The economics of being a woman or girl

Frankly Speaking

Peace, Security & Defence

Picture of Dharmendra Kanani
Dharmendra Kanani

Chief Operating Officer and Chief Spokesperson, Friends of Europe

More women are in power at multilateral institutions, state governments and companies than ever before in our history. A remarkable achievement in terms of social progress and to be celebrated. Yet, inequality of opportunity persists. Regrettably, systemic discrimination of women and girls hasn’t changed much, especially for the majority in lower socio-economic groups. The data across the world should make us all pause for thought and indignant that social progress disguises entrenched views of women and girls, with gender discrimination and violence embedded in our societies. But women and their allies continue to disrupt the status quo. International women’s movements, challenging the position of women in society, already define the 21st century.

Instances of institutional sexism have grown in terms of visibility and strength of opinion. #MeToo echoed worldwide: #SendeAnlat, #NiUnaMenos, #BalanceTonPorc, #QuellaVoltaChe, #YoTambien. According to UN Women, an estimated 3.5mn to 5.5mn people worldwide attended a march on 21 January 2017 in support of women’s rights.

New legislation has informed how societies address the harassment and discrimination of women. Over the past 20 years, we have seen a different approach to protections against domestic abuse and gender-based violence, the treatment of women in courts and redress for sexual discrimination and harassment in the workplace. The gender pay gap has drawn significant public attention, and the glass ceiling has become a common metaphor of our time. However, institutional sexism is borderless.

Machismo defines and systematically reinforces women’s disempowerment in the Western Balkan region

Compared to other parts of Europe, the systems that are currently in place in the Western Balkans aren’t as mature in tackling the issues of discrimination and harassment, let alone corruption. Amplified by the historical context of the region, the existing set of institutional structures and culture lag in terms of the treatment of women.

Like in many parts of the world, machismo defines and systematically reinforces women’s disempowerment in the Western Balkan region. While a new generation of women is loosening the patriarchal hold on politics, the vast majority of women are exiled from employment, political participation and representation, especially those in lower socio-economic groups. Balkan governments fail to provide opportunities for a level playing field, never mind create fair and acceptable circumstances for women to compete on an equal basis. It’s both a mindset and policy issue.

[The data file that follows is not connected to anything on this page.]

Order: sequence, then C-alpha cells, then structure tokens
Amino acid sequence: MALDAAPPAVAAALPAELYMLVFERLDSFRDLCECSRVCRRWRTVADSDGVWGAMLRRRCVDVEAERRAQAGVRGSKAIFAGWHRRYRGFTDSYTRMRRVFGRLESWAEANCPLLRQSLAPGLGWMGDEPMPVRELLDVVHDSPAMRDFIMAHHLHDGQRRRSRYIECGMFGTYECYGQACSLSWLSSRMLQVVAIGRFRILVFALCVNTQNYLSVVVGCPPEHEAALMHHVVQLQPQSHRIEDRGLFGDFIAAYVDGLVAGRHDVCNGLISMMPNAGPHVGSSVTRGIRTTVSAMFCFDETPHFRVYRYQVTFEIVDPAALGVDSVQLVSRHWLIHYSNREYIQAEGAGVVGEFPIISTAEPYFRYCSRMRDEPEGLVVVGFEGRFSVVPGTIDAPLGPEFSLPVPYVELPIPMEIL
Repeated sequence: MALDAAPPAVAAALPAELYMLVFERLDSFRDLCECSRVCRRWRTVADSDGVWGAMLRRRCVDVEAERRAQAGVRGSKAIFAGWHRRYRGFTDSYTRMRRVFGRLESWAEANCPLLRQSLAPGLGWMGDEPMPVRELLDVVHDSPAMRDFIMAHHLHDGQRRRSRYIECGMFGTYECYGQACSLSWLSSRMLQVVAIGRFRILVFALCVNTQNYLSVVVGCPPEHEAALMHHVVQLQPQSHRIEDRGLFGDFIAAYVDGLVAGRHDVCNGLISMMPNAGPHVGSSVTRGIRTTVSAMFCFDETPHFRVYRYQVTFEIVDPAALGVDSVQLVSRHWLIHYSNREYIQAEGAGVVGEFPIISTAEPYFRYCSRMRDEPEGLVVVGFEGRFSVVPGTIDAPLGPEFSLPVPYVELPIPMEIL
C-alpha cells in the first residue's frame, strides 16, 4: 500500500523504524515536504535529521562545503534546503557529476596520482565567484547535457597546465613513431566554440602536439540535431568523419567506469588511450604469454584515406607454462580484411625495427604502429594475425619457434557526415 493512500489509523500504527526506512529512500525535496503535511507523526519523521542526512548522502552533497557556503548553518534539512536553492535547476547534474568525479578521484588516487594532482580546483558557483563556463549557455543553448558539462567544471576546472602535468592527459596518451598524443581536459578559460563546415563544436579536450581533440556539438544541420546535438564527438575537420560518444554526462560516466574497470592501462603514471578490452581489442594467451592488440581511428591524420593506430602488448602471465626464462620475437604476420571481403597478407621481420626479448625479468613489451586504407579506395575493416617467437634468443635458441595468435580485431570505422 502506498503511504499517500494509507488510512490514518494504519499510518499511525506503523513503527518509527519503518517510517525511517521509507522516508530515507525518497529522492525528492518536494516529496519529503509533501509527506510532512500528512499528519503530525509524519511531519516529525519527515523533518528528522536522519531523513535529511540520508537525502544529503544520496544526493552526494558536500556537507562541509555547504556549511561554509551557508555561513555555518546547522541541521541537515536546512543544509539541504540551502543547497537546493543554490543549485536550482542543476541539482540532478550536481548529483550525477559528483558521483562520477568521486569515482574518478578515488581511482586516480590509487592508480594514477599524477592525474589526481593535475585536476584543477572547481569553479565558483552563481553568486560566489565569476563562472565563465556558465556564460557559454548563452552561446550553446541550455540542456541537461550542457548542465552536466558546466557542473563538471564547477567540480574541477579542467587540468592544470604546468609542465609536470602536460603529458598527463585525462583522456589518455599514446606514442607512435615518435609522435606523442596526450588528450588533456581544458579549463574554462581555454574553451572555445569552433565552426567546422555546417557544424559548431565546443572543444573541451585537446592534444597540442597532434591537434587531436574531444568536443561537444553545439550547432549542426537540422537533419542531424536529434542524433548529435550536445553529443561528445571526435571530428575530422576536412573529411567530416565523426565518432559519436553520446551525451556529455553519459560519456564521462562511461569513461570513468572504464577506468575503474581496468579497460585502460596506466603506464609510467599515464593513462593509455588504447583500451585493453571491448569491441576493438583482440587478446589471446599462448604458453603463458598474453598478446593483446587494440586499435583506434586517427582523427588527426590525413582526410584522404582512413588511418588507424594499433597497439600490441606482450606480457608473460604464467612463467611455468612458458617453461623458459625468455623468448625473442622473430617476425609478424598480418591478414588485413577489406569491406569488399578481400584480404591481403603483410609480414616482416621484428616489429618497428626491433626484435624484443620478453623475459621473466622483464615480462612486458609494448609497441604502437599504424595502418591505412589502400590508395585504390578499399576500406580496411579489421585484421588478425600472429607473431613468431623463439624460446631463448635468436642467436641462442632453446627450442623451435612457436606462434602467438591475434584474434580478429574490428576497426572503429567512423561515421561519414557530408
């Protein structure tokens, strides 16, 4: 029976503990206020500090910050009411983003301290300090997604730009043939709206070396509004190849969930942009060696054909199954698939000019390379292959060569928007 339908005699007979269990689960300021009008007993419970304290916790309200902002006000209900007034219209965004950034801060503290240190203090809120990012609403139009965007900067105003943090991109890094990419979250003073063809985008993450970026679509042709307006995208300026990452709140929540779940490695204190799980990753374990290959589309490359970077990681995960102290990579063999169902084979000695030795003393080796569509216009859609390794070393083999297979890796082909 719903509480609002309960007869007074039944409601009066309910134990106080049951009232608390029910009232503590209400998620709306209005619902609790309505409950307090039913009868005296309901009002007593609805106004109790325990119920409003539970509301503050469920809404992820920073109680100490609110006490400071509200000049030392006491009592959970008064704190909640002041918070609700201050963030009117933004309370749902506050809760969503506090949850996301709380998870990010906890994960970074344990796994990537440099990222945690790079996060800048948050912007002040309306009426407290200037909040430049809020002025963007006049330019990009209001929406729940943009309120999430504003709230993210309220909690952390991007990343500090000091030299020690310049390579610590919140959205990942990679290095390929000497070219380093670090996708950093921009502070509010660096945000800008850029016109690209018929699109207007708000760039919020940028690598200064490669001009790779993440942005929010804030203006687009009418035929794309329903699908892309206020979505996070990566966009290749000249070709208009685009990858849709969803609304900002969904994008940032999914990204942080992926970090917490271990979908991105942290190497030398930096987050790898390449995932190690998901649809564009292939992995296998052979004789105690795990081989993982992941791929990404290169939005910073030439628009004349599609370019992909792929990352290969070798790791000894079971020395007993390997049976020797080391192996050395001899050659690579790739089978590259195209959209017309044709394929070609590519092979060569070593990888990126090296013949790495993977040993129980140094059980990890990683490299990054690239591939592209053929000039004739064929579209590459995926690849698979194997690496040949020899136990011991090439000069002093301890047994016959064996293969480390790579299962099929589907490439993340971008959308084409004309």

Achieving greater women’s economic empowerment should be a socio-economic policy objective in and of itself. Opportunities presented by policy initiatives and reforms, such as those included in the EU’s new Economic and Investment Plan for the Western Balkans, or increased investment in the green digital transition can stimulate the job market and involve marginalised groups in the shaping of the region’s future. But this requires changes across the board, from schooling and training, to employment and enterprise.

The solution to institutional sexism has to be comprehensive

A systemic approach is needed to tackle institutional sexism and improve the position of women in the Western Balkans. Substantive institutional change must work to replace tick box exercises and nascent mainstreaming initiatives. The shift towards gender equality needs to look in the eye of pro-male norms, power imbalances and unconscious bias, and be informed by a multistakeholder and multidisciplinary effort, incorporating voices from different parts of various systems: politicians and ministers, academics and scholars, researchers and writers, as well as entrepreneurs and multilateral institutions. It needs to encompass the successful and unsuccessful, the popular and unpopular opinion, the majority and the minority. The solution needs to include the region’s community of women – and it needs to include the region’s community of men. The solution to institutional sexism has to be comprehensive.

Neuroscience informs us that having more women in the boardroom and in the workplace, contributing to risk management and decision-making, can lead to better thinking and positive outcomes societally. When women and girls are equipped with the economic, social and political means to engage in society, the benefits to Western Balkan countries and the region as a whole are limitless. Gender equality can drastically contribute to the stability and economic development of the region. This is also the case for society across the globe.

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